impacts of family law on safety planning since 2006

Since 2006, the interaction between family law and
child protection practices has become one of the most important contexts that impacts on safety planning. The risks involved in separating, coupled with the increased difficulties imposed by shared care, mean that women must weigh up many factors before leaving. The role
of supportive systems becomes more crucial but such support is not often evident in family law practices. The current family law context creates new constraints to safety planning, such as:

1. contact and handover violence

Contact orders are not often developed with the safety
of the woman or her children in mind. Each time contact between children and their abusive father occurs, the potential for violence is present. Many clients report handover/contact as the only time the violent partner
has access to them after separation and, hence, it is the time violence is most likely to occur. Clients report being threatened with violence, verbally abused and being pushed, hit or slapped when handing over their child
for contact. They also report damage to their property, commonly their cars. Abusing the mother in front of the child is also a form of ‘demonstration’ violence, highlighting to both the child and the mother the power the violent parent still has over them.

2. inhibiting protection

Women who attempt to protect themselves and their children by not taking their child for contact visits with the father
risk more punitive orders being made against them. These include contravention orders, orders for ‘make-up time’ and, potentially, the handing over of care to the abusive father. This last outcome is the one abused women fear most and so they continue to comply with contact orders, even when children are re-exposed to the abusive parent and their mother is placed in the distressing position of not being able to do anything to protect her children. This situation creates ‘betrayal trauma’ for the children (Frey 2008).

Advocacy on behalf of child victims has also become a more difficult task in the current landscape. Clients report that schools and childcare centres are reluctant to take action on behalf of children (e.g. school counselling) where both parents share ‘parental responsibility’ for the child, as they feel they need permission from both parents.

3. reduced capacity to escape

SGDVS clients have been required to disclose their current address to the courts. This information has then become available to the abuser, leading to threats to the woman’s personal safety or shows of power, such as abuse of pets
or damage to cars or property. Clients have reported being required to remain within a ‘fifteen kilometre radius’ of one another to facilitate shared care. Such requirements increase risk by giving the violent partner ready access to his ex- partner and isolating her from family supports in other areas.

4. increased risk of poverty and homelessness

Being forced to live close to an abuser in an expensive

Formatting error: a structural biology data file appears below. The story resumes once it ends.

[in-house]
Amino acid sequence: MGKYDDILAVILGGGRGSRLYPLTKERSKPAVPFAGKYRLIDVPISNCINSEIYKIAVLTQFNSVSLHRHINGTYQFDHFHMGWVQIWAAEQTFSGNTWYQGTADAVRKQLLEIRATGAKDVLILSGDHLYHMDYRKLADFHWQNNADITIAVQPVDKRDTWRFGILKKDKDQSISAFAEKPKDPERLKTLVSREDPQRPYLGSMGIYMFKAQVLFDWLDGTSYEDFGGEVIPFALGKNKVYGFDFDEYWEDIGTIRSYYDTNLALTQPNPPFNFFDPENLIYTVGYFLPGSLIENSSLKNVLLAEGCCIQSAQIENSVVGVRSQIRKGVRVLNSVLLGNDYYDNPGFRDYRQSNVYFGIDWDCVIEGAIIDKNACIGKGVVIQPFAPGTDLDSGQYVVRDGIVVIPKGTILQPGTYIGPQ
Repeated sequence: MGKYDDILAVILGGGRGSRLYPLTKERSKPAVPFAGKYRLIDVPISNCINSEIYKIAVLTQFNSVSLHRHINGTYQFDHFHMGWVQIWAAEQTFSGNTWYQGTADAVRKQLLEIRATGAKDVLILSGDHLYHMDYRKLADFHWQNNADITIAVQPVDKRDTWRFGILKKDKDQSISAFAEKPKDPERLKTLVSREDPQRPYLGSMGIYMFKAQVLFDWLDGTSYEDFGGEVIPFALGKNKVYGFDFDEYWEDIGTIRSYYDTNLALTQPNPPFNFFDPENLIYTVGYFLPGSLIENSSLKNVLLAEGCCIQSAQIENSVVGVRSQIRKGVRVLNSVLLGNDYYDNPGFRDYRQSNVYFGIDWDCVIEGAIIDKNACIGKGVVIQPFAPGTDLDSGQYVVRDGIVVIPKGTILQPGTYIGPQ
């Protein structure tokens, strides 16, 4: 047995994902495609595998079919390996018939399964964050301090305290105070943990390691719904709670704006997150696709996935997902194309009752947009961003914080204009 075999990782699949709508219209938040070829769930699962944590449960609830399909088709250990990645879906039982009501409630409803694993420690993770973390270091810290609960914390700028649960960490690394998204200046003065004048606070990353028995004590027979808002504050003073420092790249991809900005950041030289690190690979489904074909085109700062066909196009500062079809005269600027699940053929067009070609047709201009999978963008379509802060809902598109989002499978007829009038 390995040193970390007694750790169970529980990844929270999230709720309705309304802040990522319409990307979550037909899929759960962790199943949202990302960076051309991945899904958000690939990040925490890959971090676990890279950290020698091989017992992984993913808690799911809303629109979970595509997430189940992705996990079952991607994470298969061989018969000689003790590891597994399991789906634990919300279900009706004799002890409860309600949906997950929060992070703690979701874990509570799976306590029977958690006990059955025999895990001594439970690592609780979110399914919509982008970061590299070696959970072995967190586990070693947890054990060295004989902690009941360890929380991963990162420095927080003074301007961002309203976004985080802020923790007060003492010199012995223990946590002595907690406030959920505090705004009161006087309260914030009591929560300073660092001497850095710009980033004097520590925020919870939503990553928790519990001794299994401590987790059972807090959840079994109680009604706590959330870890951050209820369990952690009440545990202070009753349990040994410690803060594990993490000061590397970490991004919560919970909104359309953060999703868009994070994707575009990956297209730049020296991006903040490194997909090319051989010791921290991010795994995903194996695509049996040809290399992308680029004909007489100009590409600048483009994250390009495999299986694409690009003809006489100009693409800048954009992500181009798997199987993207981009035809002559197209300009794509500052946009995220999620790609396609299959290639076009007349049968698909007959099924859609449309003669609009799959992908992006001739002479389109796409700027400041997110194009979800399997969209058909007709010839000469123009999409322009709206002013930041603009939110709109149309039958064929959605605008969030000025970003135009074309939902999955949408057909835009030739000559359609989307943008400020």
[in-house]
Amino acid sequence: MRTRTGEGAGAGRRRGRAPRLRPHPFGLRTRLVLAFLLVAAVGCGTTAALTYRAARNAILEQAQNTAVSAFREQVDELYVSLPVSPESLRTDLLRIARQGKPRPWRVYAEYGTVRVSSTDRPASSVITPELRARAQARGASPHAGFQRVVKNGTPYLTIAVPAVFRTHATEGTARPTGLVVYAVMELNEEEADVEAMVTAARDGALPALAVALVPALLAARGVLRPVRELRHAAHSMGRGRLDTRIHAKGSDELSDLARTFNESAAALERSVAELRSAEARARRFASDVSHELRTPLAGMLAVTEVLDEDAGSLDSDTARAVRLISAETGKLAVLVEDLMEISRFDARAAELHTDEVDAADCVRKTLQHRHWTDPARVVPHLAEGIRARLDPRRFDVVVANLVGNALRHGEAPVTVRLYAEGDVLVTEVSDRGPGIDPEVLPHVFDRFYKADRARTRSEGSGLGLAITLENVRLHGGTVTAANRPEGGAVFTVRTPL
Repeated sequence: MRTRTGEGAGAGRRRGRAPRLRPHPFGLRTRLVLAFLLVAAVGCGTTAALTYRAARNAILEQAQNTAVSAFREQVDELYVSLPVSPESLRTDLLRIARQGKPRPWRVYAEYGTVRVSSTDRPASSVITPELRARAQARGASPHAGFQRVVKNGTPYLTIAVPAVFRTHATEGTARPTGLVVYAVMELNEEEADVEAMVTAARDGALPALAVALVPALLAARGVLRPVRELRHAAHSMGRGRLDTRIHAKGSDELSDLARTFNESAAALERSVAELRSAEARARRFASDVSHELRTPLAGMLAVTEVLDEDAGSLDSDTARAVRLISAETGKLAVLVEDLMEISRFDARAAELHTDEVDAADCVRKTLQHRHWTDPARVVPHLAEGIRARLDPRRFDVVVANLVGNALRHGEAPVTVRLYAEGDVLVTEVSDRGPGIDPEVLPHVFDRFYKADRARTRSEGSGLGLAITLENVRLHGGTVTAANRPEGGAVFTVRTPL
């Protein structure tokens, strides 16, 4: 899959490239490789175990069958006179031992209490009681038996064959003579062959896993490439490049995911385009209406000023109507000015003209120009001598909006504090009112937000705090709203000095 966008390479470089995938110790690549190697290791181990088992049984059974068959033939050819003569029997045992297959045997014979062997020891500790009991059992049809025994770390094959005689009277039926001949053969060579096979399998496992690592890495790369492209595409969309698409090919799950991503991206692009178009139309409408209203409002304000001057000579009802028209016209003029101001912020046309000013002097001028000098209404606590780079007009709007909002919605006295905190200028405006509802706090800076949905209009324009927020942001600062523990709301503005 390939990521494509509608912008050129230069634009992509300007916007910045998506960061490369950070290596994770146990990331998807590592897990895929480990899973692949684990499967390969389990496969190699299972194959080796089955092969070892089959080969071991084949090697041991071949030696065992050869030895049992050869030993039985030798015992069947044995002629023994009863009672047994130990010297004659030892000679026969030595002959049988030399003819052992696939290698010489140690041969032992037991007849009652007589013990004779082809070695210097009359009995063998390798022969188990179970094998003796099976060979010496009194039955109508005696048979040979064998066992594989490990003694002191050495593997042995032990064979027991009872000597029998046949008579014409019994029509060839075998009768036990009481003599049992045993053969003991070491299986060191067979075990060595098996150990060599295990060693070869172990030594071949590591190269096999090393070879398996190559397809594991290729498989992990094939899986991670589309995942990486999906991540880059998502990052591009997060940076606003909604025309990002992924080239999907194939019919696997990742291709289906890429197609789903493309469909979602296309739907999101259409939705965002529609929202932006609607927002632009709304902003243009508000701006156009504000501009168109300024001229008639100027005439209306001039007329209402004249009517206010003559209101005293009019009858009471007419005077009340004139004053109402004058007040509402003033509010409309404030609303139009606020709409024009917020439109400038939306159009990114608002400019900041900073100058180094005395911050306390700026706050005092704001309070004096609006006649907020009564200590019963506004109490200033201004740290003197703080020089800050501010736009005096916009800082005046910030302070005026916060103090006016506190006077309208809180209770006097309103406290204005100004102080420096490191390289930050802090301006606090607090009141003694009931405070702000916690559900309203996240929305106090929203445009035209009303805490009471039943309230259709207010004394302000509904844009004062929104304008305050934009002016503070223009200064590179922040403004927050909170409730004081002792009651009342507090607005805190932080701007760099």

city (like Sydney) can also impose financial hardship on women. In addition, many clients have reported making the decision not to pursue their rights to an equitable share of marital property or to child support in the hope that the abusive partner will not pursue care time.

Some women are placed in the difficult position where
they must use all available assets to fund their legal case. Women in this situation have to decide between attempting to protect their children via expensive legal action versus having financial resources for their children.

Homelessness caused by escape from a violent home presents additional concerns. Abusive men may make allegations to the Family Court about the incapacity of their ex-partner to properly care for their children if they do not have stable accommodation. Women may be caught in

a ‘catch twenty-two’ situation: act to protect their children yet run the risk of ‘losing’ them because they are unable to provide them with housing.

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GooD Practice HotLiNe

The Clearinghouse Good Practice Hotline is available on Mondays 2-4pm (Eastern Standard Time) on
(02) 9385 3843.

case studies

SGDVS has worked with many families where the mother has left the father in order to escape violence directed at her and her children, only to be forced to hand over the children for contact with their abusive father. These are just two examples.

In Family A, the father was deemed an unacceptable risk to the children by the Family Court. The judge ordered contact through a family contact centre. The child reported to the mother that she hid from the father but was required to come out and ‘play’ with the feared parent by the contact centre workers. This child continues to be forced to have contact with this feared parent.

In Family B, the mother was instructed by her solicitor ‘not to fight’ over care arrangements. Her children are now required to spend fifty percent of their time with their father. The children spend alternate weeks with their father, during which time their father allows them no contact with their mother. When the children are with their mother, she reports the father continues to control the children through phone calls he makes